A Student’s Typical Journey
1. What is CEIAG?
2. How can my child get a Careers interview?
3. Who is in charge of Careers Education at HCC?
4. Who is the College’s Careers Adviser?
5. What qualification does the Careers Adviser have?
6. Where is the Careers’ Library?
7. Where is the Careers’ Noticeboard?
8. What is the RPA?
9. What are my child’s alternatives to studying A Levels?
10. Why does HCC offer Options Choices in Year 8?
11. What is the College’s policy about work experience?
12. Where can I find the College’s Careers Policy?
13. How can I help my child find a career that they will enjoy?
14. What is the government’s statutory expectations about what schools should provide for their students?
15. What is www.UCASProgress.com?
An acronym for Careers Education, Information, Advice and Guidance
Janet Bass, our independent Careers adviser is available with no appointment needed at Parents’ Evenings. One to one interviews are organised for Year 10 from the middle of Term 5 once Year 11 are on Study Leave, and continue into Year 11, these are advertised in assemblies and via tutors or the Head of Year. Sixth Form can request interviews or might be directed to by the Sixth Form team.
Currently it is Jo Taylor, the Head of PSHEe
Janet Bass, who worked for Connexions and Sussex Careers and is an independent qualified adviser.
Diploma in Careers’ Guidance Level 6. She is a qualified careers’ assessor who was formerly an area manager for Babcock Enterprises when they were contracted to oversee Sussex Careers. She has extensive experience as an adviser and manager for the former Connexions Service in Sussex and has undertaken training in life coaching.
In the main library, it includes College and University prospectuses as well as careers’ magazines and guides to apprenticeships. Any student can access it at break, lunchtime or after school.
In the Maths corridor opposite the library entrance. It is regularly updated and includes information ranging from posters advertising College open days and evenings to the National Careers’ Service phone number and website.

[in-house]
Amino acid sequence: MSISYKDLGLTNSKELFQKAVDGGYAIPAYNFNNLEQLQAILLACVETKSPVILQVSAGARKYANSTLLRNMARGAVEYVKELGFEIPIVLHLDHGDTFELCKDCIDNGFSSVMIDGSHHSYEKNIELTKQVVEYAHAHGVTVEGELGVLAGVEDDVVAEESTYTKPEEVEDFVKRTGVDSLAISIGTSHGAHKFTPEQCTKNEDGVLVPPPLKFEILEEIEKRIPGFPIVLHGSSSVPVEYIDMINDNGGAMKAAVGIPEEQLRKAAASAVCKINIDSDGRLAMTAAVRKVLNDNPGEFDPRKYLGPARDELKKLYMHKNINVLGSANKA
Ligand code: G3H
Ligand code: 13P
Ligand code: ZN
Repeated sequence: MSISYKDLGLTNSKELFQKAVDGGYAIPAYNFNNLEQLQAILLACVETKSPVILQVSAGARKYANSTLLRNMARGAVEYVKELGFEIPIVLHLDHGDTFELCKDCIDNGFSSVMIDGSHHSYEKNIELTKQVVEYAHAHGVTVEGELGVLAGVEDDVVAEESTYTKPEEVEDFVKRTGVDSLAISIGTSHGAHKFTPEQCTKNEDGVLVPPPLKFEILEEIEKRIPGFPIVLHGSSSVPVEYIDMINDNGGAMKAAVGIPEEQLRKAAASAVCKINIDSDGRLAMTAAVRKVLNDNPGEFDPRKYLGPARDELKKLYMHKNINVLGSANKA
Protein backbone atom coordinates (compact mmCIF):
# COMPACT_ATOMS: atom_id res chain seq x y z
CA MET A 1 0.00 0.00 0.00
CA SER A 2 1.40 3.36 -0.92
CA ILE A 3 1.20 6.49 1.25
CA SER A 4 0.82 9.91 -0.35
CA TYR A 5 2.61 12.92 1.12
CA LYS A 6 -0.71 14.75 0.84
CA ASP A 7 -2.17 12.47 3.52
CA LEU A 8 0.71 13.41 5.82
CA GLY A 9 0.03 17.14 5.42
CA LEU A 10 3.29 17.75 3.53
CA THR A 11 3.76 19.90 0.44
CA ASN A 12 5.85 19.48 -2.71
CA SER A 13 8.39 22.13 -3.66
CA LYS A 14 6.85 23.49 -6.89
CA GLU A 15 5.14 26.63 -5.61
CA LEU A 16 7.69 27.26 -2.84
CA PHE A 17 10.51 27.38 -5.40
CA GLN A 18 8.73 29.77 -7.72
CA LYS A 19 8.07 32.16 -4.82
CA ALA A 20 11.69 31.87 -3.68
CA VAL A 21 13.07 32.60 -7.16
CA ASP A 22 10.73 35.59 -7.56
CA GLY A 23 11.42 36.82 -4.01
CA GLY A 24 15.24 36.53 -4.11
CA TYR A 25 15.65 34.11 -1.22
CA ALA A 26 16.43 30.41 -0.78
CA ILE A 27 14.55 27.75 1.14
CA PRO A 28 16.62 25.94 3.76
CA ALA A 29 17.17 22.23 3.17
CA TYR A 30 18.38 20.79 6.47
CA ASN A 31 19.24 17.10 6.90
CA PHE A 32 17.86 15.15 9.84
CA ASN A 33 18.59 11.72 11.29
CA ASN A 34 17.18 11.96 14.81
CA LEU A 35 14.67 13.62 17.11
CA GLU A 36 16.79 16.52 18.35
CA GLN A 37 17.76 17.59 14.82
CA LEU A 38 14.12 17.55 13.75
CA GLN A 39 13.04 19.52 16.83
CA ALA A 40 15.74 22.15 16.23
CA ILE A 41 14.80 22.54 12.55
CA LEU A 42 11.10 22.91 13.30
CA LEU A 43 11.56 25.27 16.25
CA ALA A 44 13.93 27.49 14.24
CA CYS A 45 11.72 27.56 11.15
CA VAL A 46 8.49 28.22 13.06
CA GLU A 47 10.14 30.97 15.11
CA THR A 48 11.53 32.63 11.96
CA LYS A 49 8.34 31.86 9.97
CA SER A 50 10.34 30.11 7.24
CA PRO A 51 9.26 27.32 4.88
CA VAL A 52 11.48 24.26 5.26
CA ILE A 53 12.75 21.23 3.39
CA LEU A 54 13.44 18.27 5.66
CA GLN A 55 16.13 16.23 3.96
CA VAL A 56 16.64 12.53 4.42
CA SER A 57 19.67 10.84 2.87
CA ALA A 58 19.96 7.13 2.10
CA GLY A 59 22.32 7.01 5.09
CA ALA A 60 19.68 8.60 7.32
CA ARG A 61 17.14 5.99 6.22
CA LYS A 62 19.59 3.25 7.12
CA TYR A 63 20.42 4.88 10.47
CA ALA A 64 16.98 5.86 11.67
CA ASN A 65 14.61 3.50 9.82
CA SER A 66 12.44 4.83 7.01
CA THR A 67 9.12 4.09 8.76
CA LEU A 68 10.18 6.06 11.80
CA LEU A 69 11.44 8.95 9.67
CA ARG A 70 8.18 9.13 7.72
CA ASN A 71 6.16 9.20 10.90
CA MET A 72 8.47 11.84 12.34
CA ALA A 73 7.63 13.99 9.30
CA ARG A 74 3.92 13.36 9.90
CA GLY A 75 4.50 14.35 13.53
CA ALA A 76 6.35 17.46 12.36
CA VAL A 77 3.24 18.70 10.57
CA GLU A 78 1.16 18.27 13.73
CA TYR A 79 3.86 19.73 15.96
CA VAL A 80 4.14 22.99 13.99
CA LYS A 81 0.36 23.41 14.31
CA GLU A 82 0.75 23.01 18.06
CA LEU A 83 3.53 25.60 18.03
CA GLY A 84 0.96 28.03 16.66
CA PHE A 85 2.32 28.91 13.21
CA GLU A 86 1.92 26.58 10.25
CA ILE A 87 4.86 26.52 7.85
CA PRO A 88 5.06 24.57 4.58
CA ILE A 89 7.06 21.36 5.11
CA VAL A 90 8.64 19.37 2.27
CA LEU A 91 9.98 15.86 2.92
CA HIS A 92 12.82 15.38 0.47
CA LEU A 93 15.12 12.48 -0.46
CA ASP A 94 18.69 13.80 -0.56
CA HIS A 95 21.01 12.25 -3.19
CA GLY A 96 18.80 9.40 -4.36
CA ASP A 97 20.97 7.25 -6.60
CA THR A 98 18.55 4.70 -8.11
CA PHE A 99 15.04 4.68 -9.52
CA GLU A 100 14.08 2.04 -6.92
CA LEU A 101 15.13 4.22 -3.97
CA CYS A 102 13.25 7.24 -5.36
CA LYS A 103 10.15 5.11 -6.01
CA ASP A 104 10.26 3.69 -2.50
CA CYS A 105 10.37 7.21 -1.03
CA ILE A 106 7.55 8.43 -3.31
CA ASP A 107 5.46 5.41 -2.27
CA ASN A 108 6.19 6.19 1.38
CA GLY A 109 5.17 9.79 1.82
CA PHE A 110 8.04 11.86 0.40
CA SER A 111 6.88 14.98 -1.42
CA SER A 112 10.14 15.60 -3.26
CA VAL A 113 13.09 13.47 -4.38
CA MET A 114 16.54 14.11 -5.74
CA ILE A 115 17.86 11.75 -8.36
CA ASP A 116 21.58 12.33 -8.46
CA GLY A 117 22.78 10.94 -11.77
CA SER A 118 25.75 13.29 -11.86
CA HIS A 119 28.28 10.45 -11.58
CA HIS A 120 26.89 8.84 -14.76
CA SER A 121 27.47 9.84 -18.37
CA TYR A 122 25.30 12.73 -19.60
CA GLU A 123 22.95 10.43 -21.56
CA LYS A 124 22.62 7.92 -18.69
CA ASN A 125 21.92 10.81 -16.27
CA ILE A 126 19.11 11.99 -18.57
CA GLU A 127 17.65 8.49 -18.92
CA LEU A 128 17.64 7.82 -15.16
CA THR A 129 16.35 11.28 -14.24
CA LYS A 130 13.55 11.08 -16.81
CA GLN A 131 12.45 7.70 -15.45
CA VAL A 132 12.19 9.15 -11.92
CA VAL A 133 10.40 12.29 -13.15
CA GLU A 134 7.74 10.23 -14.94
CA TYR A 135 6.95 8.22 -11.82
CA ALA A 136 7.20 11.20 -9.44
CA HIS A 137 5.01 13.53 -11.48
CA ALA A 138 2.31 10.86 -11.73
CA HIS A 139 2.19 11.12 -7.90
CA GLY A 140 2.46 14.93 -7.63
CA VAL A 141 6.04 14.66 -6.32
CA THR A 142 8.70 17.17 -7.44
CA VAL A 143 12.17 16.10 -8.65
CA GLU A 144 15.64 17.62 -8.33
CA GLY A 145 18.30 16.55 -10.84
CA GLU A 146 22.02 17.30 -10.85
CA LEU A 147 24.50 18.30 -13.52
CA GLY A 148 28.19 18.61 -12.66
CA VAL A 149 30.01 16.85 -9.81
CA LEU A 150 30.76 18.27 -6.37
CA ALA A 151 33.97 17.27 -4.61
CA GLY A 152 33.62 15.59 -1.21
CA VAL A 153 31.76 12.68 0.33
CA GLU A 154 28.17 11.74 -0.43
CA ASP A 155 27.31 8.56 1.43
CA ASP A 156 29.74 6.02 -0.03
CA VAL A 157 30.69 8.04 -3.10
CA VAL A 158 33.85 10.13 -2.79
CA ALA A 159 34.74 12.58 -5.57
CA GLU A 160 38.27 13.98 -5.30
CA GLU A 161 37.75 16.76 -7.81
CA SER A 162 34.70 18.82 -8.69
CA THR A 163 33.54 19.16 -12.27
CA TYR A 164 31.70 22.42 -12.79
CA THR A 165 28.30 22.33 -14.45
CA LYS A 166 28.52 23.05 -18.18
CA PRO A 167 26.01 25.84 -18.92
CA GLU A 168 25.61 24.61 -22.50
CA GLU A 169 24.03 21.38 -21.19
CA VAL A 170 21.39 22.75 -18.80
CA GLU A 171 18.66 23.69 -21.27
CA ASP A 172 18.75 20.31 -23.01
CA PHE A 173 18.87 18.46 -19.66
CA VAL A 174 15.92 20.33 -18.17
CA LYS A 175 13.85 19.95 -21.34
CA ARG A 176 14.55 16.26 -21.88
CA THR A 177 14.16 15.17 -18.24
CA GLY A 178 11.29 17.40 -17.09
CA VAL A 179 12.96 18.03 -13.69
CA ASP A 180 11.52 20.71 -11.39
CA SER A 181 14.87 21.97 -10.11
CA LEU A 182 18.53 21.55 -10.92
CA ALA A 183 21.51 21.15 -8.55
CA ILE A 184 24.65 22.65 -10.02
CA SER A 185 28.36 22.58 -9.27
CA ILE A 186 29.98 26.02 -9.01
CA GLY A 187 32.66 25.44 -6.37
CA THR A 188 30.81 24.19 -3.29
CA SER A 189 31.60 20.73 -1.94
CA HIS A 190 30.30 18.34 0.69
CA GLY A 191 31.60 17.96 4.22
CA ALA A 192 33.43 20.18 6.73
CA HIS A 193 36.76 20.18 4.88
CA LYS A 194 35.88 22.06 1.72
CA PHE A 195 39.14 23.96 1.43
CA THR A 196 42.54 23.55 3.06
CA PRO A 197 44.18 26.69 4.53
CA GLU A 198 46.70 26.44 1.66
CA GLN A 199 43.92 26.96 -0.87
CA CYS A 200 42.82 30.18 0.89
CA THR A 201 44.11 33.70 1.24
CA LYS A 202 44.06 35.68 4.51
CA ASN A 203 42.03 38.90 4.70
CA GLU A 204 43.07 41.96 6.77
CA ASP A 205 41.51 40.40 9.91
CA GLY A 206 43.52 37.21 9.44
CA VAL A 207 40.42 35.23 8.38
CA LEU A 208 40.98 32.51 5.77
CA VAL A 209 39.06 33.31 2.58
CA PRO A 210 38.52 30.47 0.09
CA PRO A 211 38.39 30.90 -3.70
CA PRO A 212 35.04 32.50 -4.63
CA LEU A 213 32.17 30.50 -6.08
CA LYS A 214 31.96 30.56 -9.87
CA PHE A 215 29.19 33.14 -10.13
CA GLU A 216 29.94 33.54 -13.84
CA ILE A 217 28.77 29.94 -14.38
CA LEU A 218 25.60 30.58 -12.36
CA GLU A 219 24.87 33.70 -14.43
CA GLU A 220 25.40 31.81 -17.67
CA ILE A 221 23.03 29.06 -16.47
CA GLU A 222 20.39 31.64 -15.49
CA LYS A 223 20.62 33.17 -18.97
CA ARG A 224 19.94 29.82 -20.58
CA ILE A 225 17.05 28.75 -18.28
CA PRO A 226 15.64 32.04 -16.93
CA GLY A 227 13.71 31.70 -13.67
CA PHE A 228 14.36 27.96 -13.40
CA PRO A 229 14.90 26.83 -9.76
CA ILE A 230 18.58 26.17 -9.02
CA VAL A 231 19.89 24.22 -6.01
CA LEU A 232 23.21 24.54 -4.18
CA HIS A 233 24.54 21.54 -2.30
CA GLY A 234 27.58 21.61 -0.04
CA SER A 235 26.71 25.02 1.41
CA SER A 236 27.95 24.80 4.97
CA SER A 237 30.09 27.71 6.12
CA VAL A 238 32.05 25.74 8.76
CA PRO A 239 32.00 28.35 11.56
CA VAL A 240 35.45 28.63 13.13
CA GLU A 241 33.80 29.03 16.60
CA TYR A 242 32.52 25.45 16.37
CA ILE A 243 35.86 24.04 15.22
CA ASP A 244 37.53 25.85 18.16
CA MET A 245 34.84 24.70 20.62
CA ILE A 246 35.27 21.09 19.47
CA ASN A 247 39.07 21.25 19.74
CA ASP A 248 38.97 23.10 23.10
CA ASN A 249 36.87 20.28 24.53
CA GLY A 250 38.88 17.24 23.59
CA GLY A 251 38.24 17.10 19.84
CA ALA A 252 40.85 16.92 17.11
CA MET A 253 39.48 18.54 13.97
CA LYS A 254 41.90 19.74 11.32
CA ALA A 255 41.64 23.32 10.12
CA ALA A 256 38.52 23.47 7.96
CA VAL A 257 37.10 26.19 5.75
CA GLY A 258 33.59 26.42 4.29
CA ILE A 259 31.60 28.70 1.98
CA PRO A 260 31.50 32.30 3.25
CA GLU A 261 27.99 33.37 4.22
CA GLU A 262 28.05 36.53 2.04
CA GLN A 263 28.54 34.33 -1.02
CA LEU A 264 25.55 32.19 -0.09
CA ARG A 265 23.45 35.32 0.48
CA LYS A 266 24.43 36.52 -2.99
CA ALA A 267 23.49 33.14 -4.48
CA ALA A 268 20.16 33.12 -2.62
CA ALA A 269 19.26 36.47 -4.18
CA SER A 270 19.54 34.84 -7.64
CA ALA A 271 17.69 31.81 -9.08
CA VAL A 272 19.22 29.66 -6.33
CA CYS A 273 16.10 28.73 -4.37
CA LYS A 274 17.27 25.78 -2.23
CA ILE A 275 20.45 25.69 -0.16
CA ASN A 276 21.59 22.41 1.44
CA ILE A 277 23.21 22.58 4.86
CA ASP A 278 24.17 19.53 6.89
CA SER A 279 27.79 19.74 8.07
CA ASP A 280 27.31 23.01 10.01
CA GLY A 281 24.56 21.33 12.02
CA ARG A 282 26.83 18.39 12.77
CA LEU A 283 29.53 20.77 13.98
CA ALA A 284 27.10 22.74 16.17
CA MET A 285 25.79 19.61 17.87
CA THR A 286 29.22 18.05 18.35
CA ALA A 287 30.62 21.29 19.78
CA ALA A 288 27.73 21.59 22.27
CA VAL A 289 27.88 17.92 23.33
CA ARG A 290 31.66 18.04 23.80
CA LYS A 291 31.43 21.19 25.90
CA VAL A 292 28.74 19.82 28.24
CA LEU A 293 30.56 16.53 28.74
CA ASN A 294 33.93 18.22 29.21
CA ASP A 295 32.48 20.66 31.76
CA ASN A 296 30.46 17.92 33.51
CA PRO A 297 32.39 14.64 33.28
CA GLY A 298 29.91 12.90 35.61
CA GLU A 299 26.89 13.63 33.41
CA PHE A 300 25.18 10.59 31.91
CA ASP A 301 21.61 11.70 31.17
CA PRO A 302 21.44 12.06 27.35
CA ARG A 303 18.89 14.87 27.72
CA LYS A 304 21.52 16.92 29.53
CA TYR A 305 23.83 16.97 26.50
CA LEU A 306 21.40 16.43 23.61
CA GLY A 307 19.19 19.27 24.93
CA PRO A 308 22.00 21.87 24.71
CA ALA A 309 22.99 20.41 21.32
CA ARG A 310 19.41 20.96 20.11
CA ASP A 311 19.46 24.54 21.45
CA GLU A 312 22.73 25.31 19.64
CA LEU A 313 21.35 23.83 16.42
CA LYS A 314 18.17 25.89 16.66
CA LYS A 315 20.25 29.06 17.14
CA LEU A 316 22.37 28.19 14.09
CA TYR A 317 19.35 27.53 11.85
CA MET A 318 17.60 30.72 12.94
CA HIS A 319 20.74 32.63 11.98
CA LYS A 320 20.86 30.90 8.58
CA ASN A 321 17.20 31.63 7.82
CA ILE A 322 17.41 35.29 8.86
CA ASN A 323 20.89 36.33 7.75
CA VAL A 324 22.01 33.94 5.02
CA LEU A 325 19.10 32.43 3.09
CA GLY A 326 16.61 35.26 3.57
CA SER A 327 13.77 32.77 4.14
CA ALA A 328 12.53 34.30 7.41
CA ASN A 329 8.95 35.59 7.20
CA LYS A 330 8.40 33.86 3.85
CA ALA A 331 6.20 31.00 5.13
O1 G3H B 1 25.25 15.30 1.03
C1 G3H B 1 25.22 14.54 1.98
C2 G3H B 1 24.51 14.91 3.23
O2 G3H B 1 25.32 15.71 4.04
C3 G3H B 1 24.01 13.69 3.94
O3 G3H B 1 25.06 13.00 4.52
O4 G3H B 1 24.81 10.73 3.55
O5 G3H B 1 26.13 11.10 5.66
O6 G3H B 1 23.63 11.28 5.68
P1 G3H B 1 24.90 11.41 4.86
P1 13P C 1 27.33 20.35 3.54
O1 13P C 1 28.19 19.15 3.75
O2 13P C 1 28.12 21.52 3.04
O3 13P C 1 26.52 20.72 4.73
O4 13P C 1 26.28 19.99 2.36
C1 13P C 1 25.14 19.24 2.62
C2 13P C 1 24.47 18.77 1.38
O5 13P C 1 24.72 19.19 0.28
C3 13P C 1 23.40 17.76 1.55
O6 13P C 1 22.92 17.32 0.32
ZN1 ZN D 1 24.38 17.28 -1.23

Raising the Age of Participation: which means that the government expects all young people to remain in Education, an apprenticeship or work with training until their 18th Birthday.
There are a range of alternatives including: NVQs, BTECs, Diplomas or apprenticeships. These are usually courses and qualifications which are more vocational than A Levels.
We believe that a 3 year Key Stage 4 gives students more scope for choice and to mature and feel focussed on their learning.
We do not currently offer work experience at Key Stage 4 due to the complications and compromises that can ensue from insurance and offering the students a breadth of choice. This is currently under review. In the Sixth Form students are encouraged through coaching and PSHEe to pursue work experience to help to either secure work with training or to gain a place at university.
On the website alongside all other key policies: Policies
There are a number of free websites which the College recommends accessible through the students’ drop down menu, these include information about different careers and quizzes to match the user’s interests to a job. It is also really useful to encourage conversations about careers, in particular with other family members and friends. Organising work shadowing or visits as well as encouraging paid employment as long as it does not impinge on your child’s academic progress can all be helpful.
The latest guidance from the government is: Careers Guidance Provision for Young People in School. The emphasis is on the importance of careers education starting from Y7, and to encourage increased links with employers.
15. What is www.UCASProgress.com?
A search and apply site for FE Colleges and Sixth Forms in East Sussex and Kent. All HCC students are provided with a log in for the site in the last term of Y10, and their account goes live once they are in Y11. Support is offered in PSHEe lessons with using and applying through the site.